But, more deeply, this episode is about hating oneself, and grappling with that. Certainly Elliot hates himself for the consequences of what he did, and the people who died. But he already did before that. Why did he jump out of the window as a kid, anyway? And then there’s the morphine. This allows him to bond with Olivia, insofar as both are addicts who have contemplated suicide. And in both instances, the response seems to have been to focus on their work. I suppose that’s speculation when it comes to Olivia, but it’s certainly the case for Elliot. He continues to sacrifice human connection at the altar of his plan, and Olivia is set up now to be the next victim of that.
Whiterose hates herself in a different way for what happened to Chen (who also hated himself for being unable to live in the world to the extent that he committed suicide). She too subordinates everything to her goal—even more so than Elliot, arguably, as she has no problem killing people along the way. And it seems like that goal is to make it right somehow. All of this will have been worth it, if only she can rectify that past wrong. And she believes she can.
Of course, Vera has told us that to truly hate oneself is a source of power. Nothing is off limits, then. Most of us view certain things to be moral impossibilities. It’s interesting if you think about it. Things strike us as impossible not in logical or even physical terms, but ethical ones. I couldn’t live with myself. But if I already hate myself, thoroughly and truly, then all doors are open. This seems to be Vera’s thought, at least. In terms of a coping strategy, it is morally worse even than Whiterose’s. As for its psychological effectiveness, well, I suppose that’s something to ponder. What are the consolations of nihilism?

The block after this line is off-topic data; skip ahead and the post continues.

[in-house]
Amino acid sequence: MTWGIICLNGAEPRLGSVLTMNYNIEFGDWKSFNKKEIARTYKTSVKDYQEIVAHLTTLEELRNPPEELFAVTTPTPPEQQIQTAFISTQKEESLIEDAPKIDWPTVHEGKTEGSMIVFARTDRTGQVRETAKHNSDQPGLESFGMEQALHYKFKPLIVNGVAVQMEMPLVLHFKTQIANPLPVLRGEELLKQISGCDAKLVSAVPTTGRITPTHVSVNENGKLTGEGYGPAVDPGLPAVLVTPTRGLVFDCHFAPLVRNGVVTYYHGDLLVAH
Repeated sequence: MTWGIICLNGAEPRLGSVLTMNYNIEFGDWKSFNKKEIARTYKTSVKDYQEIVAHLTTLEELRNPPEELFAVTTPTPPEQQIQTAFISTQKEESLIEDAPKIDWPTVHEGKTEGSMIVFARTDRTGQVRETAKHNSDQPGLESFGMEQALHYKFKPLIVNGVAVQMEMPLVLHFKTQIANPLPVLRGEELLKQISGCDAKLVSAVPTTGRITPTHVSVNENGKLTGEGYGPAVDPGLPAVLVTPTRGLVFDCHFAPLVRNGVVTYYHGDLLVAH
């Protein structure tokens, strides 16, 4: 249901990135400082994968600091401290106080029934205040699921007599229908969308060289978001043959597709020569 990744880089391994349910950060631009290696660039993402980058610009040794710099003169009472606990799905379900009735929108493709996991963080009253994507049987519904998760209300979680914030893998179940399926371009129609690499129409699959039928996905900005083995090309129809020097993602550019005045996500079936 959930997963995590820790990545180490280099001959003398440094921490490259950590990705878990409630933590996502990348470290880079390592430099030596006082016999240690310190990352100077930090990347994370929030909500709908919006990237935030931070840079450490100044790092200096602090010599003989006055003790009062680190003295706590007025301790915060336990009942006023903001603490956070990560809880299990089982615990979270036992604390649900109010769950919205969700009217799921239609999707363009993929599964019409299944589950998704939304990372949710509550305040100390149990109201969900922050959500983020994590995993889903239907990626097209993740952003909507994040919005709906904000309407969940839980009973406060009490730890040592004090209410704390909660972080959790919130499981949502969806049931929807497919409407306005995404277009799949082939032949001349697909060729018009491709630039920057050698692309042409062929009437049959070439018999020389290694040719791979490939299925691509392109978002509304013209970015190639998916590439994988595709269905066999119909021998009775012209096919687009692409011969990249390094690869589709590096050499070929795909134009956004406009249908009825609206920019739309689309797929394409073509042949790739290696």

Hating oneself is an interesting thing. Or, perhaps “hate” is not quite the right word. Perhaps there’s no word for it, or too many words: shame, guilt, regret…what do you call it when all of those things are bundled together? When you look at yourself and see things you don’t like, working to change may seem like the right option. It’s when you feel that you can’t change the thing in question that “hate” starts to feel like the appropriate word. This could relate to something that you’ve done—the past is unalterable, after all—but what cuts deeper is the feeling that it is just a matter of who you are, and that you can’t do anything about that.
Many of us can connect to this feeling of self-hatred in one way or another. Perhaps it is a side effect of having a sensitive, or thoughtful soul, or something like that, to look at who one is with a sense of regret and shame; to be unable to excuse oneself for lapses of judgment and moral failings; to feel this hatred with regard to who one is and how one relates to the world. After all, it can feel as though those who ought to hate themselves are precisely those who do not, like Evan, who shows up for his date with Olivia two hours late like nothing is wrong.
The question is what one does in light of such feelings. Embracing them like Vera does seems like a path to evil. Thinking you can fix things—as Whiterose and Elliot do in differing ways—seems to lead to unhealthy obsession. Giving into them, as Chen does, leads to suicide, which can’t ever be the right option.
Of all of the characters in this episode, Olivia is arguably doing it best: working her job, loving her kid, taking a chance on a date with some guy named Evan…but Elliot’s about to wreck all of that.
Irving is presumably still working on his book. I can’t wait to read it.